The paperwork is interesting because the Movement Testing was done in 1964, and the certificate is dated 1975. I originally thought he purchased the watch in 1977, but cannot verify that.

    I love discovering the history behind things, and it’s especially nice to know that my grandfathers watch is as rare as he was. Just thought I’d share the story.

    • Straight-Six

      Design Guy,

      It was really heart-warming to read your comment. I mean that. Nothing like hearing about the history of the person who wore a special watch and then had the generosity and vision to pass it on to someone who would treasure it as much as they do.

      Apparently, anywhere between 500 and 1,500 of these were made, so both you and I have a very rare and special watch indeed! Unfortunately, mine has had some of the luminescent dots (poorly) redone, grating the perfectionist in me. But, truth be told I’m tempted to ignore this and just get on with enjoying this incredible piece!

  • Design Guy

    I do feel fortunate to have been given the watch. I am the only “watch geek” in my family, and the only one willing to pay the price for the proper upkeep. I’ve also inherited my paternal grandfathers Rolex. The unique feature of that watch is the solid gold bracelet. It’s a jubilee 14k made by Rolex in the US, not Switzerland.
    Back in 1987, I purchased my Rolex Explorer II. So my son will have a nice family Rolex collection. However, my son will have memories of his dad wearing all the watches!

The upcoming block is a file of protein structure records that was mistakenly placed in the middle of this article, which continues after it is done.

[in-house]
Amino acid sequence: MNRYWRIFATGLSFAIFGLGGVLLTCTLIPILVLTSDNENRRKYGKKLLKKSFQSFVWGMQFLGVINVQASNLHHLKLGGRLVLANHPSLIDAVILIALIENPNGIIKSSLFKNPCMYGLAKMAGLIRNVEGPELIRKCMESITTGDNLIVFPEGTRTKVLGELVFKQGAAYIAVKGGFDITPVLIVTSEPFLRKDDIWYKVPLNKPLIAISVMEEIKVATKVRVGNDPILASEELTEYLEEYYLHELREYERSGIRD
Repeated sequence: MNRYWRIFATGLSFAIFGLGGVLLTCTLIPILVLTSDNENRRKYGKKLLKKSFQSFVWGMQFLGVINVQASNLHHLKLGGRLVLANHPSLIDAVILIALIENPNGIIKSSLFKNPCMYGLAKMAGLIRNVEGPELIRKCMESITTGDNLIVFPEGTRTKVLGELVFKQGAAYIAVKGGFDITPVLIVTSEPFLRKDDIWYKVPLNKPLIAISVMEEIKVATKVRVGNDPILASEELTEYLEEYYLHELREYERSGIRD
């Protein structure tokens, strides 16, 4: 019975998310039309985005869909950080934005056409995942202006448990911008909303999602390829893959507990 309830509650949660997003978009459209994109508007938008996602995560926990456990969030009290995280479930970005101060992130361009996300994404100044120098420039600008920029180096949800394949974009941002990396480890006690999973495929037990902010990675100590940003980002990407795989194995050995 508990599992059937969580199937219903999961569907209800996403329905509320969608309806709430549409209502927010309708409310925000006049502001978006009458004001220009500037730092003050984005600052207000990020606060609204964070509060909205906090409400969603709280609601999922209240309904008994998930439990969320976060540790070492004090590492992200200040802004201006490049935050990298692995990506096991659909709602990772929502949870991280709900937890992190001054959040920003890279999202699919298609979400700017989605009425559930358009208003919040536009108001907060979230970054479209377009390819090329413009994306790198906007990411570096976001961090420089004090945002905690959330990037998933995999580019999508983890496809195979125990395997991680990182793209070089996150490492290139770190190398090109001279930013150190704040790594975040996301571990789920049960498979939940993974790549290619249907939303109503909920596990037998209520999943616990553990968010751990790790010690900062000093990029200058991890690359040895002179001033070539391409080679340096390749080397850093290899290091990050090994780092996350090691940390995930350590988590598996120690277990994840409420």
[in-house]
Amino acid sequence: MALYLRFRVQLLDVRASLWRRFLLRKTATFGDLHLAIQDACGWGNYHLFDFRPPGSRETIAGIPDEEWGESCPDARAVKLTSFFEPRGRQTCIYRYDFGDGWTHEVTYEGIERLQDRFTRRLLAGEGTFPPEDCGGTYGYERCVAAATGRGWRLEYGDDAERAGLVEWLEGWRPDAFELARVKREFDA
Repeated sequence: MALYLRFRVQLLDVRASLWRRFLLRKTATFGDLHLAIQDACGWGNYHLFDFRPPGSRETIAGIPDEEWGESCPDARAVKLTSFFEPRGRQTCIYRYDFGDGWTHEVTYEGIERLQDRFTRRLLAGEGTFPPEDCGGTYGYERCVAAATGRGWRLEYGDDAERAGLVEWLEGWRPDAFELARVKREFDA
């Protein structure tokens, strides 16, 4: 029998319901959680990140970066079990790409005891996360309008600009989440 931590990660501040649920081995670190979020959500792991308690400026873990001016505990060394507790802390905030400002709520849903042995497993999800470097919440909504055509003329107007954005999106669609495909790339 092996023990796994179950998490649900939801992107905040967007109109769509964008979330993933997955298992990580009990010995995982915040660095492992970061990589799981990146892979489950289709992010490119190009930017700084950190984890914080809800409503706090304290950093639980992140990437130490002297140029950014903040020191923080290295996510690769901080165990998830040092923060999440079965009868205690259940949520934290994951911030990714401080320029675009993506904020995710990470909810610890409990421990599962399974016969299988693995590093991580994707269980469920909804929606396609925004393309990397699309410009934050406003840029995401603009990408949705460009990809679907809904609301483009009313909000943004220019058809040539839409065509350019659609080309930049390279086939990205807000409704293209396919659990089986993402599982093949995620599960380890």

I am surprised by the small number of 1530’s. Now that I know how to perform a proper Internet search for this particular model, I’ve run across some that say the production run was 500 pieces. I don’t know if that is verified, but still… I know this model is near impossible to find. It’s almost upsetting to know what the 1530 is selling for now, I wear this watch and it feels a little strange now that I know just how rare it is. It won’t stop me, because I wear and enjoy my watches.

    • The Prodigal Fool

      Bravo, Design Guy! I absolutely agree with your last point. No matter how rare / expensive / precious a watch is, one should always wear and enjoy it. Otherwise, what’s the point!?

      I know collectors who prefer to keep their watches in the safe. That’s an approach I’ve never understood. To me, the joy of having nice watches is that you get to experience them every day.

      Wear your 1530 in good health!

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  • http://sydneyflowershops Leroy Wordell

    Great story. I did bookmarked your site. Keep posting. Regards

  • MEA

    Hello I know this is an old thread but still very interesting and informative. Thank you.

    I happen to have come across a 1530 not knowing what it was. It is from what the limited knowledgeable previous owner said is a 14k stainless steel/gold quartz band with date and yellow quartz case ect. similar to the above piece in the photos above , except it has the yellow colored case.

    I picked it up last fall for 1500.00 US Not knowing the true worth/value. It seems like I did ok on the buy ?

    Please any opinions would be greatly appreciated. Thank you.

    • Straight-Six


      What you’re describing sounds exactly like a two-tone (steel/gold) Oysterquartz, not the 1530. The 1530 only ever looked like the pics featured above, and was never made in steel/gold.

      All the best!

    • Me Only Me


      That would be a Rolex 1630. Not as rare as its all SS sibling, but still a very collectable watch.

      As for the “good business” part, you bet you did.